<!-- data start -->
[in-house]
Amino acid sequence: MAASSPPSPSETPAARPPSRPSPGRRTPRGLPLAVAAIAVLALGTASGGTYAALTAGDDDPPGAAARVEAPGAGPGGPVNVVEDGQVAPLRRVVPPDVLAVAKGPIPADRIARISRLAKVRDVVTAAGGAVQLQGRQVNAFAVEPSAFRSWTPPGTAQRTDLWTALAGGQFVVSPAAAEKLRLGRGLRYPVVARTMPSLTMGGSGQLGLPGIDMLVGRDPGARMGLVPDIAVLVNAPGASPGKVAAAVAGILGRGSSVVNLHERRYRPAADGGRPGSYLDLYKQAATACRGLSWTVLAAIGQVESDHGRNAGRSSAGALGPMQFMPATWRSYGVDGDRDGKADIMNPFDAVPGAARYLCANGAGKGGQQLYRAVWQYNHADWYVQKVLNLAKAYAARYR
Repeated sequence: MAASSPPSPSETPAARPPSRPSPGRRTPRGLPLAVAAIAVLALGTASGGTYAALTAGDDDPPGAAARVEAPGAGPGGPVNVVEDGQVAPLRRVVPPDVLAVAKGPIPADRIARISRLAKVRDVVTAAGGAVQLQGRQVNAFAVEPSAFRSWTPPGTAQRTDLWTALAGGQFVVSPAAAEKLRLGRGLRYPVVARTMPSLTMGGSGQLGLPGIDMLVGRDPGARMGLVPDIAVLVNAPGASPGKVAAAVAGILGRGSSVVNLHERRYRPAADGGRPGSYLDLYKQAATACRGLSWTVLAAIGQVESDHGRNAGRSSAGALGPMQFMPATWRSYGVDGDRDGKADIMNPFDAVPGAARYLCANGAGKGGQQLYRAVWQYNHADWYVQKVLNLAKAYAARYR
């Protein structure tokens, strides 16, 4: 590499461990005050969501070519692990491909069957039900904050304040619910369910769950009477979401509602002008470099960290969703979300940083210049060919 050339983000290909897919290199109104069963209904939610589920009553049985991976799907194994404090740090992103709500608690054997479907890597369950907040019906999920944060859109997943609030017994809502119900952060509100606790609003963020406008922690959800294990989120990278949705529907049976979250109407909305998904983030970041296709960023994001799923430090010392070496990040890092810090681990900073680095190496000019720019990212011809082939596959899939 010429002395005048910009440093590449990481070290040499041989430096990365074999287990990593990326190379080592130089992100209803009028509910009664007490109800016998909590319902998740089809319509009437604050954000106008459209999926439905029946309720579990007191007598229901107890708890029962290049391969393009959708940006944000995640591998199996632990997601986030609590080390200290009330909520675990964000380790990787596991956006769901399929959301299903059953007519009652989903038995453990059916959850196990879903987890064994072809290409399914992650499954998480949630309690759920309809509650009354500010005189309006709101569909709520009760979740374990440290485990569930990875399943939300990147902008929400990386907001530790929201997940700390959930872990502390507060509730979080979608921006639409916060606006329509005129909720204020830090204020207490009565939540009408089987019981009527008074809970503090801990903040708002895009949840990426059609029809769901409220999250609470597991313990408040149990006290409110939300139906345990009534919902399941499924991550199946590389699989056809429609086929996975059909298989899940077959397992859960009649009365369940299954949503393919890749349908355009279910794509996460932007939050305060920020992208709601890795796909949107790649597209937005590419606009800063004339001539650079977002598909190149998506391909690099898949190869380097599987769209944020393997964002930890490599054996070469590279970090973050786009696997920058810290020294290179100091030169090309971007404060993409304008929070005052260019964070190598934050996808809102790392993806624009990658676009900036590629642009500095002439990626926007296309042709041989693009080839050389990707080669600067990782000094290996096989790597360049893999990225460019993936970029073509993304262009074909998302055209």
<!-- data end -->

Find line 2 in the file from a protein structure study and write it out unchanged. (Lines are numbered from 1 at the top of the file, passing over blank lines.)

Amino acid sequence: MAASSPPSPSETPAARPPSRPSPGRRTPRGLPLAVAAIAVLALGTASGGTYAALTAGDDDPPGAAARVEAPGAGPGGPVNVVEDGQVAPLRRVVPPDVLAVAKGPIPADRIARISRLAKVRDVVTAAGGAVQLQGRQVNAFAVEPSAFRSWTPPGTAQRTDLWTALAGGQFVVSPAAAEKLRLGRGLRYPVVARTMPSLTMGGSGQLGLPGIDMLVGRDPGARMGLVPDIAVLVNAPGASPGKVAAAVAGILGRGSSVVNLHERRYRPAADGGRPGSYLDLYKQAATACRGLSWTVLAAIGQVESDHGRNAGRSSAGALGPMQFMPATWRSYGVDGDRDGKADIMNPFDAVPGAARYLCANGAGKGGQQLYRAVWQYNHADWYVQKVLNLAKAYAARYR